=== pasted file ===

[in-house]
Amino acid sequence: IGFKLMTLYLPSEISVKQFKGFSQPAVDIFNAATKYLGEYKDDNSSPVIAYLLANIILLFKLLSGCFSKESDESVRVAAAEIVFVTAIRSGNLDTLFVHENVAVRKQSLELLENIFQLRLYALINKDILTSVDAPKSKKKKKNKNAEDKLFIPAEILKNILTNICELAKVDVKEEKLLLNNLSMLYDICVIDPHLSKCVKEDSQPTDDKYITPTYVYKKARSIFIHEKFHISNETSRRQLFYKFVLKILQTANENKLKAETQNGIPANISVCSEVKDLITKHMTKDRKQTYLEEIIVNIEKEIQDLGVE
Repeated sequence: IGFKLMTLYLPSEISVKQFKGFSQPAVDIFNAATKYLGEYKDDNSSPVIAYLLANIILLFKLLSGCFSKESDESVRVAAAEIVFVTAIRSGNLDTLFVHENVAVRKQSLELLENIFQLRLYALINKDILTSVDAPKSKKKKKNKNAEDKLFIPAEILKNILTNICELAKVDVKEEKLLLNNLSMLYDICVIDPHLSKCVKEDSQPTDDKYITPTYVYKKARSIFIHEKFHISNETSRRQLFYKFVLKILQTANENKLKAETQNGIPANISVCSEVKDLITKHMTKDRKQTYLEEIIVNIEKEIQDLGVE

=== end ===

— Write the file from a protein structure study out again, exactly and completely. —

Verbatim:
[in-house]
Amino acid sequence: IGFKLMTLYLPSEISVKQFKGFSQPAVDIFNAATKYLGEYKDDNSSPVIAYLLANIILLFKLLSGCFSKESDESVRVAAAEIVFVTAIRSGNLDTLFVHENVAVRKQSLELLENIFQLRLYALINKDILTSVDAPKSKKKKKNKNAEDKLFIPAEILKNILTNICELAKVDVKEEKLLLNNLSMLYDICVIDPHLSKCVKEDSQPTDDKYITPTYVYKKARSIFIHEKFHISNETSRRQLFYKFVLKILQTANENKLKAETQNGIPANISVCSEVKDLITKHMTKDRKQTYLEEIIVNIEKEIQDLGVE
Repeated sequence: IGFKLMTLYLPSEISVKQFKGFSQPAVDIFNAATKYLGEYKDDNSSPVIAYLLANIILLFKLLSGCFSKESDESVRVAAAEIVFVTAIRSGNLDTLFVHENVAVRKQSLELLENIFQLRLYALINKDILTSVDAPKSKKKKKNKNAEDKLFIPAEILKNILTNICELAKVDVKEEKLLLNNLSMLYDICVIDPHLSKCVKEDSQPTDDKYITPTYVYKKARSIFIHEKFHISNETSRRQLFYKFVLKILQTANENKLKAETQNGIPANISVCSEVKDLITKHMTKDRKQTYLEEIIVNIEKEIQDLGVE